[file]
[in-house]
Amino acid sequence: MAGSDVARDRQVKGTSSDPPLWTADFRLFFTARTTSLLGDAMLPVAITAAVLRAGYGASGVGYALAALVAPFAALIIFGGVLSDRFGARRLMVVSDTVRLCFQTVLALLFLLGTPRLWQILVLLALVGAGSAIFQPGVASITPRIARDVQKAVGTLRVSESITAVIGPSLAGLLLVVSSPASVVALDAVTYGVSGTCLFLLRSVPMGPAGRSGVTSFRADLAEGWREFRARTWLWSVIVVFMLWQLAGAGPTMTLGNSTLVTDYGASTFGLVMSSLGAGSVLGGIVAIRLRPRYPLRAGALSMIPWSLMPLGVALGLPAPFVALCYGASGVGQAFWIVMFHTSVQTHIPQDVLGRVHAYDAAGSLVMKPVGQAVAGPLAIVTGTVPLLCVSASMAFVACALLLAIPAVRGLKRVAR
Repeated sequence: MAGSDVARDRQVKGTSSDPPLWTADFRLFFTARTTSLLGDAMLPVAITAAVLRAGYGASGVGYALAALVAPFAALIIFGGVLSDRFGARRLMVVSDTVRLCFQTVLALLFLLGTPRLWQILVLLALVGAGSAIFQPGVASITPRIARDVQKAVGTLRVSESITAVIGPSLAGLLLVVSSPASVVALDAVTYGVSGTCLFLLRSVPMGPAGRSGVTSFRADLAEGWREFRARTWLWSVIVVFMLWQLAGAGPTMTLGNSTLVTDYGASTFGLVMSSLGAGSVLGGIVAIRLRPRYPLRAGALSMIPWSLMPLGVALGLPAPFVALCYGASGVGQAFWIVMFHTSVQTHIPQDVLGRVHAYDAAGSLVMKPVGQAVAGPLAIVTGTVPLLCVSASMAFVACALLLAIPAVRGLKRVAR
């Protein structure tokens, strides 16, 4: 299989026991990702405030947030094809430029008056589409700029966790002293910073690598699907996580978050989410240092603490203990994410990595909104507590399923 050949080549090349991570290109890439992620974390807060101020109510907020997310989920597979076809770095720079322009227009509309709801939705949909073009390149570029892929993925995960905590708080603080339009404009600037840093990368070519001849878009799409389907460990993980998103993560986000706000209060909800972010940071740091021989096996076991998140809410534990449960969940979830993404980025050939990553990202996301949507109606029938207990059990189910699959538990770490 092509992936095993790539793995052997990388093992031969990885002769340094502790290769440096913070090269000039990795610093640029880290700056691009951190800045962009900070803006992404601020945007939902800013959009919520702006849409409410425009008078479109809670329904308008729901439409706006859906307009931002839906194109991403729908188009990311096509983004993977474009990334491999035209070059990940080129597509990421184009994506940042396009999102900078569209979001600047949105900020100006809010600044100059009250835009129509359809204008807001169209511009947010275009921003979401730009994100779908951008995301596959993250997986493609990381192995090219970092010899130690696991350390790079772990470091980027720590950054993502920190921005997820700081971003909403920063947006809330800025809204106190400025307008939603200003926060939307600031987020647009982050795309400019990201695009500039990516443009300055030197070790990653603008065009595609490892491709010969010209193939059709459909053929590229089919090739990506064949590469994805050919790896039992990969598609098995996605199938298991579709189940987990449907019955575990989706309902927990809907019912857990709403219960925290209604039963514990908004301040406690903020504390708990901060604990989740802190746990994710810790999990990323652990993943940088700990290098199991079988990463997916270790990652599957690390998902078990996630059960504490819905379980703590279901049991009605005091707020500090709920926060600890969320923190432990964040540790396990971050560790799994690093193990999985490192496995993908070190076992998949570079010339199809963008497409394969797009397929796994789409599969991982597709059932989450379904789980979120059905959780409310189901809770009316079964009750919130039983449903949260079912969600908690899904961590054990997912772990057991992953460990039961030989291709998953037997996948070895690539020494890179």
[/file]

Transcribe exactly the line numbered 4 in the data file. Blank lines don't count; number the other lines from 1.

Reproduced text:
């Protein structure tokens, strides 16, 4: 299989026991990702405030947030094809430029008056589409700029966790002293910073690598699907996580978050989410240092603490203990994410990595909104507590399923 050949080549090349991570290109890439992620974390807060101020109510907020997310989920597979076809770095720079322009227009509309709801939705949909073009390149570029892929993925995960905590708080603080339009404009600037840093990368070519001849878009799409389907460990993980998103993560986000706000209060909800972010940071740091021989096996076991998140809410534990449960969940979830993404980025050939990553990202996301949507109606029938207990059990189910699959538990770490 092509992936095993790539793995052997990388093992031969990885002769340094502790290769440096913070090269000039990795610093640029880290700056691009951190800045962009900070803006992404601020945007939902800013959009919520702006849409409410425009008078479109809670329904308008729901439409706006859906307009931002839906194109991403729908188009990311096509983004993977474009990334491999035209070059990940080129597509990421184009994506940042396009999102900078569209979001600047949105900020100006809010600044100059009250835009129509359809204008807001169209511009947010275009921003979401730009994100779908951008995301596959993250997986493609990381192995090219970092010899130690696991350390790079772990470091980027720590950054993502920190921005997820700081971003909403920063947006809330800025809204106190400025307008939603200003926060939307600031987020647009982050795309400019990201695009500039990516443009300055030197070790990653603008065009595609490892491709010969010209193939059709459909053929590229089919090739990506064949590469994805050919790896039992990969598609098995996605199938298991579709189940987990449907019955575990989706309902927990809907019912857990709403219960925290209604039963514990908004301040406690903020504390708990901060604990989740802190746990994710810790999990990323652990993943940088700990290098199991079988990463997916270790990652599957690390998902078990996630059960504490819905379980703590279901049991009605005091707020500090709920926060600890969320923190432990964040540790396990971050560790799994690093193990999985490192496995993908070190076992998949570079010339199809963008497409394969797009397929796994789409599969991982597709059932989450379904789980979120059905959780409310189901809770009316079964009750919130039983449903949260079912969600908690899904961590054990997912772990057991992953460990039961030989291709998953037997996948070895690539020494890179």